A freelance transcription business is an excellent idea for those who speak only one language and are passionate about improving communication. Transcribers listen to speech, write it out — usually verbatim — and deliver it to the original publisher in an organized document.

This small online business is a good fit for those who are looking for a part-time side business. You should be able to type quickly and have a good listening ear. Indeed has listed the top transcription companies where you can get your foot in the door.

Once you understand how the industry works, you can consider opening your own small transcription business and offering services on freelancer marketplaces such as Fiverr or Upwork .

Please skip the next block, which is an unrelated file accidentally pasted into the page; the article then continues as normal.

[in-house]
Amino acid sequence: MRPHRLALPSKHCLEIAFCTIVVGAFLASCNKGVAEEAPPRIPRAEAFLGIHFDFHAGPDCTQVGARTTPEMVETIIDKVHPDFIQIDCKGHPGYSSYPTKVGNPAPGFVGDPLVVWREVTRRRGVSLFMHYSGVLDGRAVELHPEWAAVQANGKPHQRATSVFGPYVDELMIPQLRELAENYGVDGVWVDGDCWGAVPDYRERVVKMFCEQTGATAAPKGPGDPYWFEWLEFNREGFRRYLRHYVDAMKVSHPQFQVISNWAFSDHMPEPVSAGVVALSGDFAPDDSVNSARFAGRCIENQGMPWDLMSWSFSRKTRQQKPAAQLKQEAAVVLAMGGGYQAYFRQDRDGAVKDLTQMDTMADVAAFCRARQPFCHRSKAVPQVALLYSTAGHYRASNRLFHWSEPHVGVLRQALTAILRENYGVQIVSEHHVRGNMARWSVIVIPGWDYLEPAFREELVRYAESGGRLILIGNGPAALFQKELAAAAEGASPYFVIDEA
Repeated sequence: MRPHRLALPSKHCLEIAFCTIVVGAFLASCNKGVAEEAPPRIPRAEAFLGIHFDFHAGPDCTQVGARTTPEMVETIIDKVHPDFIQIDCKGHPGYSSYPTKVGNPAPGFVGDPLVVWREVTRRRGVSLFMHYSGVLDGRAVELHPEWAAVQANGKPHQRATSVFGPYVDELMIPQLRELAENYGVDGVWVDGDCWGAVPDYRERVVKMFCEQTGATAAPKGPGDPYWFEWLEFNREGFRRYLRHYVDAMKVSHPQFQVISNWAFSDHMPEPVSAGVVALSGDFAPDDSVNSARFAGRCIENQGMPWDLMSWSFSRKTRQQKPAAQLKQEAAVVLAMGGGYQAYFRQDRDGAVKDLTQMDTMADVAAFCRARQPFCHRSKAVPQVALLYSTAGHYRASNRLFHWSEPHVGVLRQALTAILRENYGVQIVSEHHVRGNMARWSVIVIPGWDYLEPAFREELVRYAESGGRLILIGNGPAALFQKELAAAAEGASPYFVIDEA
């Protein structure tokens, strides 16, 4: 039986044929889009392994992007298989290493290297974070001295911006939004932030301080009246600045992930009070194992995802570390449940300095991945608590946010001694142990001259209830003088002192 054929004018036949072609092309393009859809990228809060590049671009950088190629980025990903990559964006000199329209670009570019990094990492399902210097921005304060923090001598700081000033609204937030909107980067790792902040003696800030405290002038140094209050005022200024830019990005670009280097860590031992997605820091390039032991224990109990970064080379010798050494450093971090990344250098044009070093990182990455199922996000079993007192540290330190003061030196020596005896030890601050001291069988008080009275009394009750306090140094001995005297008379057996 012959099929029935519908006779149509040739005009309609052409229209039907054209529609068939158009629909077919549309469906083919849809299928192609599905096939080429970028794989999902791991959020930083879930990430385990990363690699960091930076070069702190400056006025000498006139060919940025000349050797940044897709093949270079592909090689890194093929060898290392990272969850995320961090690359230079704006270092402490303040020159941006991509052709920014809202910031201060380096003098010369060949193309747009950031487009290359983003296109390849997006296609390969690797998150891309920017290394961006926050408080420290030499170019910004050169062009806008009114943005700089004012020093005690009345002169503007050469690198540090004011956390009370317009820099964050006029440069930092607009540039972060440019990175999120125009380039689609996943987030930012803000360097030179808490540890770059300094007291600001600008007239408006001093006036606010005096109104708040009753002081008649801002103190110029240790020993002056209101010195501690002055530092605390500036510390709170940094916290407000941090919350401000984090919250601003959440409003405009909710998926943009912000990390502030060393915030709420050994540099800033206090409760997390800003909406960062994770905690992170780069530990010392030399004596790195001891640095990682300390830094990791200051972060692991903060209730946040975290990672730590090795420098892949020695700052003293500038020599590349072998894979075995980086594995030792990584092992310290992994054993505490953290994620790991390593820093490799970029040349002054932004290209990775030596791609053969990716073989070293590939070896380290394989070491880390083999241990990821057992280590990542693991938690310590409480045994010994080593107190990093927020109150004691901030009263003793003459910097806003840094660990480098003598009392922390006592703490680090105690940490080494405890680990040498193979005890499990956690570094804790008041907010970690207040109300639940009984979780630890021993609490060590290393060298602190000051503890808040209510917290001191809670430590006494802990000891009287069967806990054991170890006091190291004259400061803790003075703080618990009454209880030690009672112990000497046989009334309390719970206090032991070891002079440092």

Whether you’re looking to start your venture today or you simply don’t want to jump through the normal hoops of launching a small business, the below ideas are extremely easy to start — so easy, all you’ll need to do is sign up on a website or tell your friends about your services.

1. Vacation Host

Have you ever used a home-sharing service instead of a hotel? You could make a living by hosting visitors in your own home or renting out a room. Consider becoming a host with companies like Airbnb .

To become a vacation host, you don’t need any special skills except friendliness, courteousness, and agility (in case of guest emergencies or language barriers). A customer service course will prepare you to welcome guests and give them a pleasant stay.

You’ll need to invest in supplies and toiletries, such as new bedding and one-time soaps and toothbrushes, but the overhead is relatively small, and you can stop at any time.

2. Pet Sitter